Self discharge has an _extremely_ strong function of temperature.

It is also a function of cell health, age, past abuse, etc. The list of factors that alter the rate of self-discharge is seeming endless.

Because it is such a strong function of temperature, small variations in the temperature of each the many cells in a high voltage pack can cause large imbalance because "self-discharge never sleeps". It chews away on the cells 24-7, regardless of whether they charging or discharging or simply open circuit. This is a problem because the end cells (that have a thick conductor to the outside world,) and cells on the outside edge of the pack, have a different thermal environment than do the inner-most cells. The temperature of the outside cells (and the end cells) is often starkly different than the inner cells. The self discharge is thus greatly different, and is typically dependent on the placement of the cell within the pack, and the difference between the outside temperature and the average pack temperature.

If your BMS happens to have some sort of cell voltage monitor or some sort of LED indicators on the cells themselves, this spacial imbalance becomes readily apparent. You can literally see the temperature variation that manifests itself as a SOC imbalance across the pack. You can watch the LEDs on perimeter of the pack light up before the LEDs on the inside of the pack when the outside temperature is cooler than the pack temperature. When the outside is warmer than the pack, the opposite is observed. It is like a topographic map of the cell temperature since the last charge. Even if the cell temperature is uniform at the time you actually charge and observe, the BMS LEDs will tell the tale of the cell temperature history since the previous full charge.

What is particularly insidious, is that contact resistance of the terminals, and internal resistance, also greatly effect the temperature of individual cells and thus elevate the self-discharge of those specific cells. This is why bad connections cause chronic cell imbalance and "weak" cells get out of balance. These cells run hotter than the rest, and the self-discharge skyrockets.

Bill D.

On 8/8/2017 6:23 PM, Hoegberg via EV wrote:

You might with some(all?) LFP even find a slight hysteresis in pack voltage, at 
exactly the same SOC..

  (most visible if you are in the 30-70% SOC-zone)
depending on ..if you have had a regen or a discharge pulse as your last event,
then the no load voltage seems not to be exactly the same, at the same SOC.
A higher rest voltage if you did a charge/regen pulse compared to if you just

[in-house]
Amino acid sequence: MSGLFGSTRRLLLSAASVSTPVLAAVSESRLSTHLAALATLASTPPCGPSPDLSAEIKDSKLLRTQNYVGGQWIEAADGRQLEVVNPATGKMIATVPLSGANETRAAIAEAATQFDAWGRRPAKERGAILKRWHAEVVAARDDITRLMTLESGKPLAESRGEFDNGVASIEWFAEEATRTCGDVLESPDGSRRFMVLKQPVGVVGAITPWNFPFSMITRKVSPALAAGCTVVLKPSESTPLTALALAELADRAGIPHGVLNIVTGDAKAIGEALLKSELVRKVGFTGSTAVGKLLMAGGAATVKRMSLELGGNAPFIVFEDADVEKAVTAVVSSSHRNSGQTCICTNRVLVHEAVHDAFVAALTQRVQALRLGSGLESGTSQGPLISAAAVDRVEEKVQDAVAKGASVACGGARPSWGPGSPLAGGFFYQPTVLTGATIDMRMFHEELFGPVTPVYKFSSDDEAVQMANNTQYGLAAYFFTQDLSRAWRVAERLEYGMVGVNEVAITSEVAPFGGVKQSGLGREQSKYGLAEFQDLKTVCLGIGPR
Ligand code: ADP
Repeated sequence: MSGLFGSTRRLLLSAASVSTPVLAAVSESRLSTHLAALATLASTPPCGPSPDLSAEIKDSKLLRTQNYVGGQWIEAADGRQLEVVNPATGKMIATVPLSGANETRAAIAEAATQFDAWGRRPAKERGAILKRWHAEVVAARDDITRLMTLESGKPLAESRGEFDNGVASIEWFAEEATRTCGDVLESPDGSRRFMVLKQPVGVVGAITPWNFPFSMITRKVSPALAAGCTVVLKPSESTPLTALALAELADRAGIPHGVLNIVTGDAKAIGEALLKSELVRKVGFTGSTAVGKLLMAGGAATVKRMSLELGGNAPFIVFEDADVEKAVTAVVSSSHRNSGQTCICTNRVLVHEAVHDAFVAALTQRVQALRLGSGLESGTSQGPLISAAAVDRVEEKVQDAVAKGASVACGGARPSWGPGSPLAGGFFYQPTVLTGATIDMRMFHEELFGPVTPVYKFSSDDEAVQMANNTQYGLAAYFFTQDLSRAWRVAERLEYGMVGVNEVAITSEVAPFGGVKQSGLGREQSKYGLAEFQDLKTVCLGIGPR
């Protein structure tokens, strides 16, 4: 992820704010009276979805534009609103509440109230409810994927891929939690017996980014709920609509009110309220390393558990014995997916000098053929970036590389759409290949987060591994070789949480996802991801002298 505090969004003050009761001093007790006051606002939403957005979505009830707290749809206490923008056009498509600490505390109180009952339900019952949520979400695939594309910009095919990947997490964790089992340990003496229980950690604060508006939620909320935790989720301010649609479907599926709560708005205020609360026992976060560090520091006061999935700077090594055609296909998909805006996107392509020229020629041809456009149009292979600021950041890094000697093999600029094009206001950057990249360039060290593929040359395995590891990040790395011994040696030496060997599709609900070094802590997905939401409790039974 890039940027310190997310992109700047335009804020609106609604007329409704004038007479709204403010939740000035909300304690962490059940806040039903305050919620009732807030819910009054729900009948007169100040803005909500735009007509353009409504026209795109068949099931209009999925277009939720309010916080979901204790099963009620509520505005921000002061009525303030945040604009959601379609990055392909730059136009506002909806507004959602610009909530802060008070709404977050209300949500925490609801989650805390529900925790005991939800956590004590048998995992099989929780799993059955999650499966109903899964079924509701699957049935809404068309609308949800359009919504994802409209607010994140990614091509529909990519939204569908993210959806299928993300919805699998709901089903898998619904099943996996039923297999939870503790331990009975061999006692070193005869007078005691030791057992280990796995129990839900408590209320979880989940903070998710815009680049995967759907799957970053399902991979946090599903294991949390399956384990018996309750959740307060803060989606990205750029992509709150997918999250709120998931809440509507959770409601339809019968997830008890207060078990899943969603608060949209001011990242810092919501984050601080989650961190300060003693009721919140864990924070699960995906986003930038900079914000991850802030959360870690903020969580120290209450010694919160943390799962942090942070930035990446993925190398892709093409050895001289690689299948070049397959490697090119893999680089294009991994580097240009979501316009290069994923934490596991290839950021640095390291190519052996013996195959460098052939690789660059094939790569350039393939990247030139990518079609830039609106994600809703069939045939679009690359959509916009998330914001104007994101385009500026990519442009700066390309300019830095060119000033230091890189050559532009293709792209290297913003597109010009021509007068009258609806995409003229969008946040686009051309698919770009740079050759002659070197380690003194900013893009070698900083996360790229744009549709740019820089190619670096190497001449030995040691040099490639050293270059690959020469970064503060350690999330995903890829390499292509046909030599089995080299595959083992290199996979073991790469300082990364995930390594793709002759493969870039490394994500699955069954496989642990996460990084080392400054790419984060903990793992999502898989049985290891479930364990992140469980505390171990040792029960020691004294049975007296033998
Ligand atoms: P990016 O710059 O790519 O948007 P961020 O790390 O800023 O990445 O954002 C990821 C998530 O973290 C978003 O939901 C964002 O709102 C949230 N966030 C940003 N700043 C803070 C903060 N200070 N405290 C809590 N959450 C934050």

did a very short discharge.

I agree with the others, count Ah is the way ot go to know the SOC % in the 
flat part of the discharge curve,

Also my experience was, that decent cells dont have any / a lot of self 
discharge to balance out when in normal use, only milliamps might be needed 
over time, so if they are well (top)balanced once they seems to stay well 
balanced. But if the cells are damaged / have mfg problems from the begining 
then it might be a different situation,

Regarding balancers maximum current:
  we had a 5 Amp as the charger minimum current, so we did a pulse charge 
instead of use large balance currents,

So if one cell reach the "balancing" voltage then we can just stop the charger, 
and wait for that cell to reach its lower voltage, with only 100mA or so as balancer 
discharge current, then we re-enable the charger(5Amp) until any cell(s) again reach the 
balance-start voltage.

If you dont have any cell voltage monitoring , or any kind of signal / feedback 
from the balancers, then it might be tricky to do this, I dont have any good 
solution to shut of the charger in time if we dont know when we have a problem. 
(other than to use a lower charge current than your balancers can handle, but 
if one balancer do fail, then you will probably overcharge that cell later)

  I would prefer to use some kind of good cell voltage monitoring so you can 
get a warning in time if some cell go to low or to high, and also use it to 
shut of/cut down the charger, or cut back on the trottle if some of the cells 
get to low when driving.

in my opinion that should be a minimum when charging a large expensive pack..of 
more than 4 cells in series. :-)

If we only use the full pack voltage for the charger to decide whan to go in to constant 
voltage mode, then we can get in troubles, for example if one cell in the pack reach 
"full" and lift off almost like a capacitor, long before all the others have 
start to climb up faster in the end, so if all the other cells that still are the flat 
and lower voltage region the charger will give the pack and the already full cell its 
maximum current. Not good.
For example:
if we use 3.60 V as the chargers maximum cell voltage * 25 cells = 90 volt
what now if one cell is full and the others are still at 3.45 V each?

3.45 * 24 cells = 82.8 volt
Minus..say..89.8 Volt from the charger?
  = 1 cell will now try to reach up to about 7 Volt, and maybe still at full charger 
current...if so, that can probably be "bad".  :-)

/ John

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